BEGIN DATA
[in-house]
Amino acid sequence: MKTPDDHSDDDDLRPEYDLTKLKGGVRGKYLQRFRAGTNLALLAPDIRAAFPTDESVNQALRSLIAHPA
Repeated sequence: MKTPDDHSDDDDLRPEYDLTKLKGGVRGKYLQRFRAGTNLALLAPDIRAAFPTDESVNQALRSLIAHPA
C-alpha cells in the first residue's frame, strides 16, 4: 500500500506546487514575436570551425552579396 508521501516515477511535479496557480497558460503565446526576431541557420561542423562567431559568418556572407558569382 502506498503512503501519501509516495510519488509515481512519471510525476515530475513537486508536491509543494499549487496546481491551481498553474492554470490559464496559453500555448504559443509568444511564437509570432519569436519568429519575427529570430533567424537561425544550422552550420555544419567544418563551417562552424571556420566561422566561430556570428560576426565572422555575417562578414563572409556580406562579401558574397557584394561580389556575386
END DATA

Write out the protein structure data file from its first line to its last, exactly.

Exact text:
[in-house]
Amino acid sequence: MKTPDDHSDDDDLRPEYDLTKLKGGVRGKYLQRFRAGTNLALLAPDIRAAFPTDESVNQALRSLIAHPA
Repeated sequence: MKTPDDHSDDDDLRPEYDLTKLKGGVRGKYLQRFRAGTNLALLAPDIRAAFPTDESVNQALRSLIAHPA
C-alpha cells in the first residue's frame, strides 16, 4: 500500500506546487514575436570551425552579396 508521501516515477511535479496557480497558460503565446526576431541557420561542423562567431559568418556572407558569382 502506498503512503501519501509516495510519488509515481512519471510525476515530475513537486508536491509543494499549487496546481491551481498553474492554470490559464496559453500555448504559443509568444511564437509570432519569436519568429519575427529570430533567424537561425544550422552550420555544419567544418563551417562552424571556420566561422566561430556570428560576426565572422555575417562578414563572409556580406562579401558574397557584394561580389556575386